**Post 9/29 in the Staffrm #29daysofwriting challenge: The numbers 1 to 5**

Taking my inspiration from the intrepid unicyclist, I've picked number prefixes for today's etymology post. If you're looking for meaningful ways to get numeracy into your classroom, this is slightly better than "count the number of exercise books as we hand them out".

Let's start with

*uni*. As with many of the number prefixes, this comes from the Latin

*unus*, meaning one. There are lots of

*uni*words where the prefix means one - uniform, using

*forma*(shape, manner or type), unison, using

*sonus*(sound), unicorn, using

*cornu*(horn). There are then the words linked directly to the root, like unit and union.

Next we go to

*bi*. which comes from

*bis*(twice) - the word for the number two,

*duo*, gives us other related words, and provides the root for many of the Romance languages (e.g.

*deux*in French). We get bicycle, binoculars, biennial, and the more mathematical binary and bisect, using

*secare*(to cut or intersect).

Now

*tri*, from

*tres/tria*- we get triangle via the very specific

*triangulus*(three-cornered). Confusingly, we also get the same prefix from Greek - and this gives us words like tripod and triad.

*Quad*is one of my favourites, coming from

*quattour*(four), but with links to

*quadratus*(square). It seems misplaced to name a quadratic as such when its highest power is two, but returning to the Latin root, we can see exactly where this name has come from, perhaps also preserving one of the most fundamental features of quadratic expressions - that they relate to area, two dimensions and (originally) to squares.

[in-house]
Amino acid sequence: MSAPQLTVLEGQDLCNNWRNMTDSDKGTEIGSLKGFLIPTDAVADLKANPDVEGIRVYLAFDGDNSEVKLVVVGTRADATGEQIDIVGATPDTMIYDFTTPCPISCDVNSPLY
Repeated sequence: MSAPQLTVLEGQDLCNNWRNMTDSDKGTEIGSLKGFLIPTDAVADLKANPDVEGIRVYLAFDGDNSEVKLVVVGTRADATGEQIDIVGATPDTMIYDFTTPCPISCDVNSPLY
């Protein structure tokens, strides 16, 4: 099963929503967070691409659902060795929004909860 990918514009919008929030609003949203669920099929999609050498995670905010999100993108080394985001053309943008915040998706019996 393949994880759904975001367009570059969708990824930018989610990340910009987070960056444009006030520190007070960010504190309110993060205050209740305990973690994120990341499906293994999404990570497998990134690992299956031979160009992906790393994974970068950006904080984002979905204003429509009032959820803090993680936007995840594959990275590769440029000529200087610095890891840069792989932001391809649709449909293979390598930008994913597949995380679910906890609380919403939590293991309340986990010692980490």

*Quin*unfortunately doesn't get much of an outing, as it gets replaced mathematically by the Greek

*pent*(five), giving us pentagon and pentacle. Rather fantastically though, the word "quintessence" traveled all the way from Latin

*quinta essentia*- literally the "fifth essence" or the fifth element (after earth, air, fire and water), used to describe the substance that heavenly or cosmic bodies were made of - to the current physical usage of quintessence, proposed as a fifth fundamental force. It even has an equation.

You'll probably get some more number prefixes tomorrow - I've only managed the fingers on one hand. We've not even got to dec- or cent- yet, and I'm quite enjoying using the Latin dictionary I haven't touched for ten years.

In the meantime, Happy Pancake Day, and I thoroughly recommend geeking out and watching two chaps from UCL tell you how to make the perfect pancake.

*Image credit: http://wellcomeimages.org/indexplus/image/L0013864.html, CC BY 4.0,commons.wikimedia.org/w/index....*

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